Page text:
59. In 1962, in the course of a meeting of the national Council of the CTC, the Ministry of Labor introduced a new socialist model of collective agreements, explaining its scope as follows:

When there is a Socialist Revolution ¼ collective contracts acquire a new significance and meaning¼ both union organizations and the management of state organs (enterprises) have the same interests and pursue the same objectives¼ achievement of collective agreements (then) becomes an extremely important measure aimed at guaranteeing the fulfillment and surpassing of production plans, the increase in labor productivity¼ The Ministry of Labor has prepared a Draft Model for collective contracts; on the basis of this model a mass campaign will be undertaken throughout the country¼ this discussion must be supported with the revolutionary enthusiasm of our workers, who will demand that the unions and enterprises assume obligations aimed at surpassing the economic plans.[35]

60. In the 1970s, the collective agreement became a “collective labor commitment”. The XIII Congress of the CTC approved these “collective commitments” according to which the workers undertook to meet and surpass labor standards, save raw materials and energy, contribute voluntary labor and prevent absenteeism, tardiness or commit any other violation of labor discipline. The union should employ “persuasion to lead the workers to make commitments with respect to all possible aspects”. Management and the union work together to maintain careful supervision over the commitments. In monthly and annual assemblies, fulfillment of the worker’s commitment is discussed in the presence of his working companions and the results are placed in a visible space in the labor centers.[36]

61. It can be seen that the fundamental purpose of these collective commitments is to obligate workers to meet production goals and to obey labor discipline, and only secondarily to defend their interests.

62. From the above, it can be concluded that the right to strike is not recognized in Cuba and that, in practice, that right is proscribed and punishable. In addition, workers do not negotiate with management on labor conditions through collective agreements, but rather undertake commitments in which they basically agree to meet production goals.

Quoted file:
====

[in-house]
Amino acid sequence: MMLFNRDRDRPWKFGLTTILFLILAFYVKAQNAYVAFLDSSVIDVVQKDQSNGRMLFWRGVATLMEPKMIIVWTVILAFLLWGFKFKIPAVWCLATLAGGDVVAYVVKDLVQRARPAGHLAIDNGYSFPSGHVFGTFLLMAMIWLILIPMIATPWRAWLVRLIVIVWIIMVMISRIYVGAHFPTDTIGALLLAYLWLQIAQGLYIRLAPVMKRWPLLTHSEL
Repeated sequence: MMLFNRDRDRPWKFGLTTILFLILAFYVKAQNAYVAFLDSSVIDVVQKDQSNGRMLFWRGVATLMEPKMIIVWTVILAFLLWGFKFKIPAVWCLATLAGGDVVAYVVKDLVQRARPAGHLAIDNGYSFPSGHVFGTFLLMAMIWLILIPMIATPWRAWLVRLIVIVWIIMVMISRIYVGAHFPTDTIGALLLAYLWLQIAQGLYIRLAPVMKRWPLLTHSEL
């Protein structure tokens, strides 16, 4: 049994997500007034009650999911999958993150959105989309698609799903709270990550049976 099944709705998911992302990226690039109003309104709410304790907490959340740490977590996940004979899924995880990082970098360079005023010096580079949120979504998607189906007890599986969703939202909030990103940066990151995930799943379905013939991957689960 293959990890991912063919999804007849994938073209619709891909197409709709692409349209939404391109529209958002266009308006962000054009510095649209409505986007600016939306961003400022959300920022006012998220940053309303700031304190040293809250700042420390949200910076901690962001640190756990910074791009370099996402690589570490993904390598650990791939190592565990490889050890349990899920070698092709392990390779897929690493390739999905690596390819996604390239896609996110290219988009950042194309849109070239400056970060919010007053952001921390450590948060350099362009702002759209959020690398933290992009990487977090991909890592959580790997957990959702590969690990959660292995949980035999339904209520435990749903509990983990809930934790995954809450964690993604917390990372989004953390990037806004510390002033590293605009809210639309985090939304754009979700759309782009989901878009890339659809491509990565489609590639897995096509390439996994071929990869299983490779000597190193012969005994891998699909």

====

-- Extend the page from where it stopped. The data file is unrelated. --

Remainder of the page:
c. Participation of workers in management of production units

63. Article 14 of the Constitution establishes that in Cuba “rules the socialist system of economy based on the people’s socialist ownership of the means production¼”. Article 4 of the Constitution stipulates that in Cuba “all the power belongs to the working people¼” If power and ownership belong to the working people, it entails exercise of inherent responsibilities; with respect to the economy, it implies adoption of decisions with respect to what is produced, how it is produced and how the output of production is distributed. At the level of the production unit, the adoption of these decisions constitutes the very essence of management; in a socialist regime, workers theoretically exercise a preponderant role in the decision-making process in their capacity as owners of the means of production and holders of power in the theoretical postulates of contemporary Cuban society.

64. At the beginning of the Revolution, the possibility of implementing a system of enterprise self-management similar to the Yugoslav system was briefly discussed, but this idea was promptly dismissed. Later, at the XIII Congress of the CTC in 1973, participation of the unions in management of enterprises through the old “production assemblies’ and the proposed “management councils” was instituted. Nevertheless, the objective of these assemblies (in operation since the sixties) is to ensure compliance with production plans, strengthen labor discipline, etc. and not to negotiate working conditions. The function of the proposed management councils would be to approve or make suggestions for the amendment of the production plans prepared by the enterprise administrator, following state directives. The Congress approved a resolution that requested the government to enact a law regulating the production assemblies (which has not been enacted) and remained silent with respect to the management councils.

65. In 1975, a resolution of the First Congress of the Communist Party of Cuba stated that managers “were the highest authority” in state enterprises and “they had the highest responsibility” both for the functioning of the enterprise and for the consequences of their decisions. The resolution recommended that management be advised by a Board, on which the unions would be represented, although their participation would be limited to studying compliance with the production plan, use of the fund for incentives and organization of the socialist model. In 1976, the law on organization of the central administration of the state instituted two new kinds of councils in enterprises and state agencies: the “executive councils” that study and make decisions on most important matters, and which exclude workers, and the “technical advisory councils”, composed of chief administrators, distinguished specialists and highly-skilled technicians, and which, therefore, also exclude the large majority of workers.[37]